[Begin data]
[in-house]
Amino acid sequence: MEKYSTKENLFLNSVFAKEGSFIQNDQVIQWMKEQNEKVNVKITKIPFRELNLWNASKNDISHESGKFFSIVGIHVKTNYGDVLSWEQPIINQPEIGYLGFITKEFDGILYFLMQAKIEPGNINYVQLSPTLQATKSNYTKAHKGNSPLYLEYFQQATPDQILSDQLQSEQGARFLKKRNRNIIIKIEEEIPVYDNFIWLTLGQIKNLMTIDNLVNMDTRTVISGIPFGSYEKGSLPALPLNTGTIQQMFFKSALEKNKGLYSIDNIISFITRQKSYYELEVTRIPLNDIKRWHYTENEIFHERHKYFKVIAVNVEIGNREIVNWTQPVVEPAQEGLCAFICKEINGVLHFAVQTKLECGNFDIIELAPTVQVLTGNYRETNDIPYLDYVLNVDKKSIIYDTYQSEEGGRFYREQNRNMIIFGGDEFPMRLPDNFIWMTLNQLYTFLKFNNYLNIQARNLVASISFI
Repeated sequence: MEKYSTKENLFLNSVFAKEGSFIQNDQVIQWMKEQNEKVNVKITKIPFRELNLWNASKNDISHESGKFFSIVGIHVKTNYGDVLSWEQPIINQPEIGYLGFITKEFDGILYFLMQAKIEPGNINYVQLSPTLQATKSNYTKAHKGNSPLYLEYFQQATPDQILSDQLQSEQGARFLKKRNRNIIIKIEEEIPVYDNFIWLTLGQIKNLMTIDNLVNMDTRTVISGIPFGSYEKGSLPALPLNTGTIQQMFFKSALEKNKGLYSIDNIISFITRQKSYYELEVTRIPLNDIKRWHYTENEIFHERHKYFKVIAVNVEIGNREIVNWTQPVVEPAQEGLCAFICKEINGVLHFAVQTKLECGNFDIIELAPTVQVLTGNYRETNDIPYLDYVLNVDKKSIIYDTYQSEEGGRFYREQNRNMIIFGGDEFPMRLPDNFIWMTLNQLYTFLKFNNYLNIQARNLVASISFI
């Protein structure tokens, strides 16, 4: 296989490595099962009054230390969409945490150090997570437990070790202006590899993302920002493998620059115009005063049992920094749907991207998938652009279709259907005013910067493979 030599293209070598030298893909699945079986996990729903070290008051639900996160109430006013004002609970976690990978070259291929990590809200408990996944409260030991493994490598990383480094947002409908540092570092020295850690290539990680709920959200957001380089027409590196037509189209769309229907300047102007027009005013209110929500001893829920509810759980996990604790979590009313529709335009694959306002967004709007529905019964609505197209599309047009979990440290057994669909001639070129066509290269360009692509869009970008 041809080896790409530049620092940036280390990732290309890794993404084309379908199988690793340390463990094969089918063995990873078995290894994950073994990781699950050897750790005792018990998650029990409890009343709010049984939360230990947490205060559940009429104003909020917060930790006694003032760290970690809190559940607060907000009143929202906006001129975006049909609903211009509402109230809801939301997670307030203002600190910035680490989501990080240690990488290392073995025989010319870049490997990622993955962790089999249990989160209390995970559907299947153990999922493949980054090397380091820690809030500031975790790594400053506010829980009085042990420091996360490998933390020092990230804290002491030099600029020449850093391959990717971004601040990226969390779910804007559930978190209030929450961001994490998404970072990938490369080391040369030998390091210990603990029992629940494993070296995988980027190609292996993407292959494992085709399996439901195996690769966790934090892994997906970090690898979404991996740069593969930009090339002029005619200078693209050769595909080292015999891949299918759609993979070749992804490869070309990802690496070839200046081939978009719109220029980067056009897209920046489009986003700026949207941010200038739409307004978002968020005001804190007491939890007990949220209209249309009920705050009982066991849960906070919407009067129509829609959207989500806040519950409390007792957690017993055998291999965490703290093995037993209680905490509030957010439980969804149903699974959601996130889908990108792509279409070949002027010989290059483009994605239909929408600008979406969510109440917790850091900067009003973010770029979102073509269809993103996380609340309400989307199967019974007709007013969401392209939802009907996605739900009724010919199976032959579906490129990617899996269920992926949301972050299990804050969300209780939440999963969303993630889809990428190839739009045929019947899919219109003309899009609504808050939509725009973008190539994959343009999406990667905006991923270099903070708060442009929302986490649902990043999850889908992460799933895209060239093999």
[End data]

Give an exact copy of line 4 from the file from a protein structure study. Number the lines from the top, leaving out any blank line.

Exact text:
């Protein structure tokens, strides 16, 4: 296989490595099962009054230390969409945490150090997570437990070790202006590899993302920002493998620059115009005063049992920094749907991207998938652009279709259907005013910067493979 030599293209070598030298893909699945079986996990729903070290008051639900996160109430006013004002609970976690990978070259291929990590809200408990996944409260030991493994490598990383480094947002409908540092570092020295850690290539990680709920959200957001380089027409590196037509189209769309229907300047102007027009005013209110929500001893829920509810759980996990604790979590009313529709335009694959306002967004709007529905019964609505197209599309047009979990440290057994669909001639070129066509290269360009692509869009970008 041809080896790409530049620092940036280390990732290309890794993404084309379908199988690793340390463990094969089918063995990873078995290894994950073994990781699950050897750790005792018990998650029990409890009343709010049984939360230990947490205060559940009429104003909020917060930790006694003032760290970690809190559940607060907000009143929202906006001129975006049909609903211009509402109230809801939301997670307030203002600190910035680490989501990080240690990488290392073995025989010319870049490997990622993955962790089999249990989160209390995970559907299947153990999922493949980054090397380091820690809030500031975790790594400053506010829980009085042990420091996360490998933390020092990230804290002491030099600029020449850093391959990717971004601040990226969390779910804007559930978190209030929450961001994490998404970072990938490369080391040369030998390091210990603990029992629940494993070296995988980027190609292996993407292959494992085709399996439901195996690769966790934090892994997906970090690898979404991996740069593969930009090339002029005619200078693209050769595909080292015999891949299918759609993979070749992804490869070309990802690496070839200046081939978009719109220029980067056009897209920046489009986003700026949207941010200038739409307004978002968020005001804190007491939890007990949220209209249309009920705050009982066991849960906070919407009067129509829609959207989500806040519950409390007792957690017993055998291999965490703290093995037993209680905490509030957010439980969804149903699974959601996130889908990108792509279409070949002027010989290059483009994605239909929408600008979406969510109440917790850091900067009003973010770029979102073509269809993103996380609340309400989307199967019974007709007013969401392209939802009907996605739900009724010919199976032959579906490129990617899996269920992926949301972050299990804050969300209780939440999963969303993630889809990428190839739009045929019947899919219109003309899009609504808050939509725009973008190539994959343009999406990667905006991923270099903070708060442009929302986490649902990043999850889908992460799933895209060239093999």